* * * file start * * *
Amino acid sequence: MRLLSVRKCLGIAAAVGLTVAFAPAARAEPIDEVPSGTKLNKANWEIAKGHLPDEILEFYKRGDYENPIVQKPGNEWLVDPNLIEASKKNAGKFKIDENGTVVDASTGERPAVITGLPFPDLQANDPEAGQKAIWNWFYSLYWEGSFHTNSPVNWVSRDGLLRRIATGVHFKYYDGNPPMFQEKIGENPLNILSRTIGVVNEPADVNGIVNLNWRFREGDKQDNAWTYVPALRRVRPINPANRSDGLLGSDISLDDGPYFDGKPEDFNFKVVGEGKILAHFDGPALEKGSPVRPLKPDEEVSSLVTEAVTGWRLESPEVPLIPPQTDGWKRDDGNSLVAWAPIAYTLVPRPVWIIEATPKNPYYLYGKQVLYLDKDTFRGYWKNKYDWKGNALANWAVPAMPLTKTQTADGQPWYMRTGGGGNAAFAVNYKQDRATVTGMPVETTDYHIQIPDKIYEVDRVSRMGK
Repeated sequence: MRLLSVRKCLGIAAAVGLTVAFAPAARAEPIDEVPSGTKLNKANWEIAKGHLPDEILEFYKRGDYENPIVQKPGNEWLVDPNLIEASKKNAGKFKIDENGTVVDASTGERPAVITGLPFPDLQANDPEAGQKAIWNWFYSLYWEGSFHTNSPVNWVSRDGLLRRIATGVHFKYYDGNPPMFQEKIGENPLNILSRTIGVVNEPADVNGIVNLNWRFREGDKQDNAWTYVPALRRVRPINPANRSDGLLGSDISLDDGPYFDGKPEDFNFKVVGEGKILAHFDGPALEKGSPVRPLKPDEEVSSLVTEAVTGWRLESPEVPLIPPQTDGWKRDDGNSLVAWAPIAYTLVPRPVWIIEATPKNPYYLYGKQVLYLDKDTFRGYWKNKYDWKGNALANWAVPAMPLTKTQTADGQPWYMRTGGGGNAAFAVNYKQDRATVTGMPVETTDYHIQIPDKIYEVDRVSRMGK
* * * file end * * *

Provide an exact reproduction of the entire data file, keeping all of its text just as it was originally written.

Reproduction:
Amino acid sequence: MRLLSVRKCLGIAAAVGLTVAFAPAARAEPIDEVPSGTKLNKANWEIAKGHLPDEILEFYKRGDYENPIVQKPGNEWLVDPNLIEASKKNAGKFKIDENGTVVDASTGERPAVITGLPFPDLQANDPEAGQKAIWNWFYSLYWEGSFHTNSPVNWVSRDGLLRRIATGVHFKYYDGNPPMFQEKIGENPLNILSRTIGVVNEPADVNGIVNLNWRFREGDKQDNAWTYVPALRRVRPINPANRSDGLLGSDISLDDGPYFDGKPEDFNFKVVGEGKILAHFDGPALEKGSPVRPLKPDEEVSSLVTEAVTGWRLESPEVPLIPPQTDGWKRDDGNSLVAWAPIAYTLVPRPVWIIEATPKNPYYLYGKQVLYLDKDTFRGYWKNKYDWKGNALANWAVPAMPLTKTQTADGQPWYMRTGGGGNAAFAVNYKQDRATVTGMPVETTDYHIQIPDKIYEVDRVSRMGK
Repeated sequence: MRLLSVRKCLGIAAAVGLTVAFAPAARAEPIDEVPSGTKLNKANWEIAKGHLPDEILEFYKRGDYENPIVQKPGNEWLVDPNLIEASKKNAGKFKIDENGTVVDASTGERPAVITGLPFPDLQANDPEAGQKAIWNWFYSLYWEGSFHTNSPVNWVSRDGLLRRIATGVHFKYYDGNPPMFQEKIGENPLNILSRTIGVVNEPADVNGIVNLNWRFREGDKQDNAWTYVPALRRVRPINPANRSDGLLGSDISLDDGPYFDGKPEDFNFKVVGEGKILAHFDGPALEKGSPVRPLKPDEEVSSLVTEAVTGWRLESPEVPLIPPQTDGWKRDDGNSLVAWAPIAYTLVPRPVWIIEATPKNPYYLYGKQVLYLDKDTFRGYWKNKYDWKGNALANWAVPAMPLTKTQTADGQPWYMRTGGGGNAAFAVNYKQDRATVTGMPVETTDYHIQIPDKIYEVDRVSRMGK